• 17. Relational vs. document person p_id name age 1 Joe 30 2 Fred 23 3 Jack 26 p_id d_id 4 Sue 25 1 2 5 Pete 32 2 2 3 1 4 3 5 1 department d_id name 1 sales 2 dev 3 support Continuent 2013 Tuesday, October 15, 13 pers_dept Relational 17 17
  • 18. Relational vs. document person _id name age department 1 Joe 30 dev 2 Fred 23 dev 3 Jack 26 sales 4 Sue 25 support 5 Pete 32 sales Document Continuent 2013 Tuesday, October 15, 13 18 18
  • 19. How MongoDB keeps data Continuent 2013 Tuesday, October 15, 13 three levels: dbs collections documents 19 19
  • 20. MongoDB insertion demo > show collections > > db.person.insert( {_id: 1, name: "Joe", age: 30, department: "dev"}) > show collections person system.indexes Continuent 2013 Tuesday, October 15, 13 20 20
  • 21. MongoDB insertion demo > db.person.insert( "dev"}) > db.person.insert( "sales"}) > db.person.insert( "support"}) > db.person.insert( "sales"}) > db.person.find() { "_id" : 1, "name" { "_id" : 2, "name" { "_id" : 3, "name" { "_id" : 4, "name" { "_id" : 5, "name" Continuent 2013 Tuesday, October 15, 13 {_id: 2, name: "Fred", age: 23, department: {_id: 3, name: "Jack", age: 26, department: {_id: 4, name: "Sue", age: 25, department: {_id: 5, name: "Pete", age: 30, department: : : : : : "Joe", "age" : 30, "department" : "dev" } "Fred", "age" : 23, "department" : "dev" } "Jack", "age" : 26, "department" : "sales" } "Sue", "age" : 25, "department" : "support" } "Pete", "age" : 30, "department" : "sales" } 21 21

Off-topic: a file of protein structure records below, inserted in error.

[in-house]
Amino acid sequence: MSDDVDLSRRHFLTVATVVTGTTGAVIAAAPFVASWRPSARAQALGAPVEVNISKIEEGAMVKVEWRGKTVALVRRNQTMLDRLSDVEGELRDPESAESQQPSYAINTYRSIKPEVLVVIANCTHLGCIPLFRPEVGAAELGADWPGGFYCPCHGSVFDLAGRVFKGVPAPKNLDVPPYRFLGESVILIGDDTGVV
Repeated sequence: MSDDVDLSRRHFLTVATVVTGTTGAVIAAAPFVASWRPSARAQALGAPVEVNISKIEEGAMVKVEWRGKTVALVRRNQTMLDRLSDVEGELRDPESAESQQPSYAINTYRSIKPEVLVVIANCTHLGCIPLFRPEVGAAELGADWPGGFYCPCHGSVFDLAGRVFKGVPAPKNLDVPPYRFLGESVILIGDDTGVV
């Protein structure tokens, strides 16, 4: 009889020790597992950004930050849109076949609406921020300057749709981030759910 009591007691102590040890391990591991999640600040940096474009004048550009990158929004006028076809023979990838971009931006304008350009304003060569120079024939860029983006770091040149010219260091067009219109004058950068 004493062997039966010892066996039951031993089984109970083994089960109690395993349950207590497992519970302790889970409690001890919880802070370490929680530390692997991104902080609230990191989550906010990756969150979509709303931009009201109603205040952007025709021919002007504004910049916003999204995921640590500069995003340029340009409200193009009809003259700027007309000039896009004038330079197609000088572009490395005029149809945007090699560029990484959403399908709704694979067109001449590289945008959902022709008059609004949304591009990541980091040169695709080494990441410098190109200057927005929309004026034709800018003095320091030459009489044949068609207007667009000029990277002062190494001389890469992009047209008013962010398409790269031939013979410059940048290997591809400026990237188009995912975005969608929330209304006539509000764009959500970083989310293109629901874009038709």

• 22. MySQL to MongoDB basics Continuent 2013 Tuesday, October 15, 13 22 22
  • 23. Replication from MySQL to MongoDB Continuent 2013 Tuesday, October 15, 13 Requires ROW-based-replication Replication happens by table There is no consolidation into "documents" DDL commands are ignored Statement commands are ignored Column names become document attributes enum and set columns are converted to strings 23 23